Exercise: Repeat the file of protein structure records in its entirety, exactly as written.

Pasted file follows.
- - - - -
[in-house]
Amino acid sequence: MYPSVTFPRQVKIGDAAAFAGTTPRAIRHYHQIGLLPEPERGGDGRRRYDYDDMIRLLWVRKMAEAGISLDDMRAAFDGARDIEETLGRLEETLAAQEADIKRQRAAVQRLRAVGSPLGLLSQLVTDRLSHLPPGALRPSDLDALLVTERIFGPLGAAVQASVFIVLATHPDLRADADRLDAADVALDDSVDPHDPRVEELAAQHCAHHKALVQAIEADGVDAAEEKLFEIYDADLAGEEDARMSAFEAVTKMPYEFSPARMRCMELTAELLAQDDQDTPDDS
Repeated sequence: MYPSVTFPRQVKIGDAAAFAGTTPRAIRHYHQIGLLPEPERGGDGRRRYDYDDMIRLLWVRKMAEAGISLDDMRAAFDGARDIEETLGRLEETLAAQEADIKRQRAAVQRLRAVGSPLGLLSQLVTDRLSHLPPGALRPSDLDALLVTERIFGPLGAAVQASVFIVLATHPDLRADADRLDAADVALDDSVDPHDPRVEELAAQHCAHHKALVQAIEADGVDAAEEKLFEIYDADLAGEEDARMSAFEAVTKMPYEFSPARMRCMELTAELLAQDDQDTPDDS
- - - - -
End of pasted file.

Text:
[in-house]
Amino acid sequence: MYPSVTFPRQVKIGDAAAFAGTTPRAIRHYHQIGLLPEPERGGDGRRRYDYDDMIRLLWVRKMAEAGISLDDMRAAFDGARDIEETLGRLEETLAAQEADIKRQRAAVQRLRAVGSPLGLLSQLVTDRLSHLPPGALRPSDLDALLVTERIFGPLGAAVQASVFIVLATHPDLRADADRLDAADVALDDSVDPHDPRVEELAAQHCAHHKALVQAIEADGVDAAEEKLFEIYDADLAGEEDARMSAFEAVTKMPYEFSPARMRCMELTAELLAQDDQDTPDDS
Repeated sequence: MYPSVTFPRQVKIGDAAAFAGTTPRAIRHYHQIGLLPEPERGGDGRRRYDYDDMIRLLWVRKMAEAGISLDDMRAAFDGARDIEETLGRLEETLAAQEADIKRQRAAVQRLRAVGSPLGLLSQLVTDRLSHLPPGALRPSDLDALLVTERIFGPLGAAVQASVFIVLATHPDLRADADRLDAADVALDDSVDPHDPRVEELAAQHCAHHKALVQAIEADGVDAAEEKLFEIYDADLAGEEDARMSAFEAVTKMPYEFSPARMRCMELTAELLAQDDQDTPDDS